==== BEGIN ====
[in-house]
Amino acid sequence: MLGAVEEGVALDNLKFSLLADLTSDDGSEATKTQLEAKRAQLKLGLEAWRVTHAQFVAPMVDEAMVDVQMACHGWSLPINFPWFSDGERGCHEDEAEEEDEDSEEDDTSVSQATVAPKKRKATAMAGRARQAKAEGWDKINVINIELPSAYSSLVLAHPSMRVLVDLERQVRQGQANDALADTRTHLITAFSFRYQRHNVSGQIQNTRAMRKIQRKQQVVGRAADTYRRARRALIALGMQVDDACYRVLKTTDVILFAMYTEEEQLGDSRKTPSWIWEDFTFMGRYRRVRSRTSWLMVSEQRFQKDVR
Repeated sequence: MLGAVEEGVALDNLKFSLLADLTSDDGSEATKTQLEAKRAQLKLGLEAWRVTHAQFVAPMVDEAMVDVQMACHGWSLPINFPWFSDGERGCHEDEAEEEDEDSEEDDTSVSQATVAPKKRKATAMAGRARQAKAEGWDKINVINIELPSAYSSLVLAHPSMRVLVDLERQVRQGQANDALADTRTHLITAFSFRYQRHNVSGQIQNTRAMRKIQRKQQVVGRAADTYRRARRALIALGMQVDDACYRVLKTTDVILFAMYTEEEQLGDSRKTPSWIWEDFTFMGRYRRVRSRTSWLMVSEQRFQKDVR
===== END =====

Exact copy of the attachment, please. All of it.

[in-house]
Amino acid sequence: MLGAVEEGVALDNLKFSLLADLTSDDGSEATKTQLEAKRAQLKLGLEAWRVTHAQFVAPMVDEAMVDVQMACHGWSLPINFPWFSDGERGCHEDEAEEEDEDSEEDDTSVSQATVAPKKRKATAMAGRARQAKAEGWDKINVINIELPSAYSSLVLAHPSMRVLVDLERQVRQGQANDALADTRTHLITAFSFRYQRHNVSGQIQNTRAMRKIQRKQQVVGRAADTYRRARRALIALGMQVDDACYRVLKTTDVILFAMYTEEEQLGDSRKTPSWIWEDFTFMGRYRRVRSRTSWLMVSEQRFQKDVR
Repeated sequence: MLGAVEEGVALDNLKFSLLADLTSDDGSEATKTQLEAKRAQLKLGLEAWRVTHAQFVAPMVDEAMVDVQMACHGWSLPINFPWFSDGERGCHEDEAEEEDEDSEEDDTSVSQATVAPKKRKATAMAGRARQAKAEGWDKINVINIELPSAYSSLVLAHPSMRVLVDLERQVRQGQANDALADTRTHLITAFSFRYQRHNVSGQIQNTRAMRKIQRKQQVVGRAADTYRRARRALIALGMQVDDACYRVLKTTDVILFAMYTEEEQLGDSRKTPSWIWEDFTFMGRYRRVRSRTSWLMVSEQRFQKDVR